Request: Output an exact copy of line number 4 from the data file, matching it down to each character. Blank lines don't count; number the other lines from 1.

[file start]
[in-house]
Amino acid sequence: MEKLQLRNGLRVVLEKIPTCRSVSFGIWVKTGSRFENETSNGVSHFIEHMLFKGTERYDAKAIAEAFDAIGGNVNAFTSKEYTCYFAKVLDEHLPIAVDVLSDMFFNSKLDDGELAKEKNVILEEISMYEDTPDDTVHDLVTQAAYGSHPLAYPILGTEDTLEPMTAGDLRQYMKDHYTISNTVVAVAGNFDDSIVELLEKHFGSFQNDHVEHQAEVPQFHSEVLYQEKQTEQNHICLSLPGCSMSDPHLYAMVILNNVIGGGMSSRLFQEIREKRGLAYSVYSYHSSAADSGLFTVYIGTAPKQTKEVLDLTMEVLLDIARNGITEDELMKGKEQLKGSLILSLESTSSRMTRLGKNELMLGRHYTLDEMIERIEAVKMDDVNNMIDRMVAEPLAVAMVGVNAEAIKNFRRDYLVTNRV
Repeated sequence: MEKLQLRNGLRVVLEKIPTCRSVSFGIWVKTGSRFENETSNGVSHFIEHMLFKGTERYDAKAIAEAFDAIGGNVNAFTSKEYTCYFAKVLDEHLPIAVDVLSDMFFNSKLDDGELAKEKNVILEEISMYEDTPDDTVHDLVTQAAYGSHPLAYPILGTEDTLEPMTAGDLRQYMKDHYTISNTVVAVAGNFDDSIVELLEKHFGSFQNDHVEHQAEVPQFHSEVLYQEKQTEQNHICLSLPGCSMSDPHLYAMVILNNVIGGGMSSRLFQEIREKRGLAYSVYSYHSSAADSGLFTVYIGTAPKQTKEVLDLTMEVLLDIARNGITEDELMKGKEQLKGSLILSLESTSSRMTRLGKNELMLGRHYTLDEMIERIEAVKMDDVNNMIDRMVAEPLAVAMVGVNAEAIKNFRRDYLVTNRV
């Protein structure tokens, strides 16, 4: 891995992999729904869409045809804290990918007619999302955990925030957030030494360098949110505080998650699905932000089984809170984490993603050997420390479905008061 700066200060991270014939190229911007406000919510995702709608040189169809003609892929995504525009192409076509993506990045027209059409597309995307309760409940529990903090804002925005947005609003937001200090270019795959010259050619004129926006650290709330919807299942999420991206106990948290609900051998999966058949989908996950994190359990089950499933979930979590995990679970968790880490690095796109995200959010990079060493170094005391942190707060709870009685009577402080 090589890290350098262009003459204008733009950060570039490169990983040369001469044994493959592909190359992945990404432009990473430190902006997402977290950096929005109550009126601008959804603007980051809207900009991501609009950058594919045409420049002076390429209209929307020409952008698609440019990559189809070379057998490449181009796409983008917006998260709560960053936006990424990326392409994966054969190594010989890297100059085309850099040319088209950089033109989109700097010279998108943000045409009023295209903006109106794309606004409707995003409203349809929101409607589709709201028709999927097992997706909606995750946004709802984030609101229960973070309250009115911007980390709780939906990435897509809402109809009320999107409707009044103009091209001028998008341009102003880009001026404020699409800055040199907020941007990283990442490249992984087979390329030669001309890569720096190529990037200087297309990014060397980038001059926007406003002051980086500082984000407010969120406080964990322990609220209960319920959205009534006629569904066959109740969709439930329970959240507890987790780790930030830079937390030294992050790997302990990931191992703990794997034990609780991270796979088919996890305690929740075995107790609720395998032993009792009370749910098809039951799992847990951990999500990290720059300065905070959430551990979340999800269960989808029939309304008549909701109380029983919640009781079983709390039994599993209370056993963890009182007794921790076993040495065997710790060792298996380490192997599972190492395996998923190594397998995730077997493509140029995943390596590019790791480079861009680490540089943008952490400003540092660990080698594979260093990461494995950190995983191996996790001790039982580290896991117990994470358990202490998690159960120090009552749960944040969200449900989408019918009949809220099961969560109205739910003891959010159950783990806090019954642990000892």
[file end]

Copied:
């Protein structure tokens, strides 16, 4: 891995992999729904869409045809804290990918007619999302955990925030957030030494360098949110505080998650699905932000089984809170984490993603050997420390479905008061 700066200060991270014939190229911007406000919510995702709608040189169809003609892929995504525009192409076509993506990045027209059409597309995307309760409940529990903090804002925005947005609003937001200090270019795959010259050619004129926006650290709330919807299942999420991206106990948290609900051998999966058949989908996950994190359990089950499933979930979590995990679970968790880490690095796109995200959010990079060493170094005391942190707060709870009685009577402080 090589890290350098262009003459204008733009950060570039490169990983040369001469044994493959592909190359992945990404432009990473430190902006997402977290950096929005109550009126601008959804603007980051809207900009991501609009950058594919045409420049002076390429209209929307020409952008698609440019990559189809070379057998490449181009796409983008917006998260709560960053936006990424990326392409994966054969190594010989890297100059085309850099040319088209950089033109989109700097010279998108943000045409009023295209903006109106794309606004409707995003409203349809929101409607589709709201028709999927097992997706909606995750946004709802984030609101229960973070309250009115911007980390709780939906990435897509809402109809009320999107409707009044103009091209001028998008341009102003880009001026404020699409800055040199907020941007990283990442490249992984087979390329030669001309890569720096190529990037200087297309990014060397980038001059926007406003002051980086500082984000407010969120406080964990322990609220209960319920959205009534006629569904066959109740969709439930329970959240507890987790780790930030830079937390030294992050790997302990990931191992703990794997034990609780991270796979088919996890305690929740075995107790609720395998032993009792009370749910098809039951799992847990951990999500990290720059300065905070959430551990979340999800269960989808029939309304008549909701109380029983919640009781079983709390039994599993209370056993963890009182007794921790076993040495065997710790060792298996380490192997599972190492395996998923190594397998995730077997493509140029995943390596590019790791480079861009680490540089943008952490400003540092660990080698594979260093990461494995950190995983191996996790001790039982580290896991117990994470358990202490998690159960120090009552749960944040969200449900989408019918009949809220099961969560109205739910003891959010159950783990806090019954642990000892």